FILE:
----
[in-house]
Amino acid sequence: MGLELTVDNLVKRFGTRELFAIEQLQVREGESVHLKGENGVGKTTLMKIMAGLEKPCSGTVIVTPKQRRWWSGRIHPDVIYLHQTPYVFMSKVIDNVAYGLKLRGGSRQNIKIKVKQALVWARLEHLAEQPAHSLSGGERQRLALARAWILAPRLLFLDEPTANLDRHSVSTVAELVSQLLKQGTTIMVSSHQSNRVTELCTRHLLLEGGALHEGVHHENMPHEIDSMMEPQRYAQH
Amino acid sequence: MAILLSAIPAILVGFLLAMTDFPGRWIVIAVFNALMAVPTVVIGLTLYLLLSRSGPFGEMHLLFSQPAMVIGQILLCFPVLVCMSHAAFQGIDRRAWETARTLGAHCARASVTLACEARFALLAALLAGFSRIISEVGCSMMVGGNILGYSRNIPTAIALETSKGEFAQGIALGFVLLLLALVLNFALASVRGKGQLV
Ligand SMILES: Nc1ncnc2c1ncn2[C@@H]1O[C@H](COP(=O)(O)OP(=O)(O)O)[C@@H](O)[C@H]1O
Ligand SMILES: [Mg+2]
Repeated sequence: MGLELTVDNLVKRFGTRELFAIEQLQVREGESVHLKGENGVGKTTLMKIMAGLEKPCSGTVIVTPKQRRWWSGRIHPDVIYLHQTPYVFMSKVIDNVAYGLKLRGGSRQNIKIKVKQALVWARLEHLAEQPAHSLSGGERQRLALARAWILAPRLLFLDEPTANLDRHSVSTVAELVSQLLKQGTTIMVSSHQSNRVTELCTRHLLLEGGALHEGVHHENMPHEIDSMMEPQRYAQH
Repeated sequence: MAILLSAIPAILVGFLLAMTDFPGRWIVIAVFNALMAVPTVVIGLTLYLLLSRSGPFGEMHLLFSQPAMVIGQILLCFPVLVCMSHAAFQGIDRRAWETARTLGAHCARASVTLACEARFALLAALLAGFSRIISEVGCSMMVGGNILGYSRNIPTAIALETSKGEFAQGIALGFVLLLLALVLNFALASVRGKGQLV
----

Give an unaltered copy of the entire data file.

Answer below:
[in-house]
Amino acid sequence: MGLELTVDNLVKRFGTRELFAIEQLQVREGESVHLKGENGVGKTTLMKIMAGLEKPCSGTVIVTPKQRRWWSGRIHPDVIYLHQTPYVFMSKVIDNVAYGLKLRGGSRQNIKIKVKQALVWARLEHLAEQPAHSLSGGERQRLALARAWILAPRLLFLDEPTANLDRHSVSTVAELVSQLLKQGTTIMVSSHQSNRVTELCTRHLLLEGGALHEGVHHENMPHEIDSMMEPQRYAQH
Amino acid sequence: MAILLSAIPAILVGFLLAMTDFPGRWIVIAVFNALMAVPTVVIGLTLYLLLSRSGPFGEMHLLFSQPAMVIGQILLCFPVLVCMSHAAFQGIDRRAWETARTLGAHCARASVTLACEARFALLAALLAGFSRIISEVGCSMMVGGNILGYSRNIPTAIALETSKGEFAQGIALGFVLLLLALVLNFALASVRGKGQLV
Ligand SMILES: Nc1ncnc2c1ncn2[C@@H]1O[C@H](COP(=O)(O)OP(=O)(O)O)[C@@H](O)[C@H]1O
Ligand SMILES: [Mg+2]
Repeated sequence: MGLELTVDNLVKRFGTRELFAIEQLQVREGESVHLKGENGVGKTTLMKIMAGLEKPCSGTVIVTPKQRRWWSGRIHPDVIYLHQTPYVFMSKVIDNVAYGLKLRGGSRQNIKIKVKQALVWARLEHLAEQPAHSLSGGERQRLALARAWILAPRLLFLDEPTANLDRHSVSTVAELVSQLLKQGTTIMVSSHQSNRVTELCTRHLLLEGGALHEGVHHENMPHEIDSMMEPQRYAQH
Repeated sequence: MAILLSAIPAILVGFLLAMTDFPGRWIVIAVFNALMAVPTVVIGLTLYLLLSRSGPFGEMHLLFSQPAMVIGQILLCFPVLVCMSHAAFQGIDRRAWETARTLGAHCARASVTLACEARFALLAALLAGFSRIISEVGCSMMVGGNILGYSRNIPTAIALETSKGEFAQGIALGFVLLLLALVLNFALASVRGKGQLV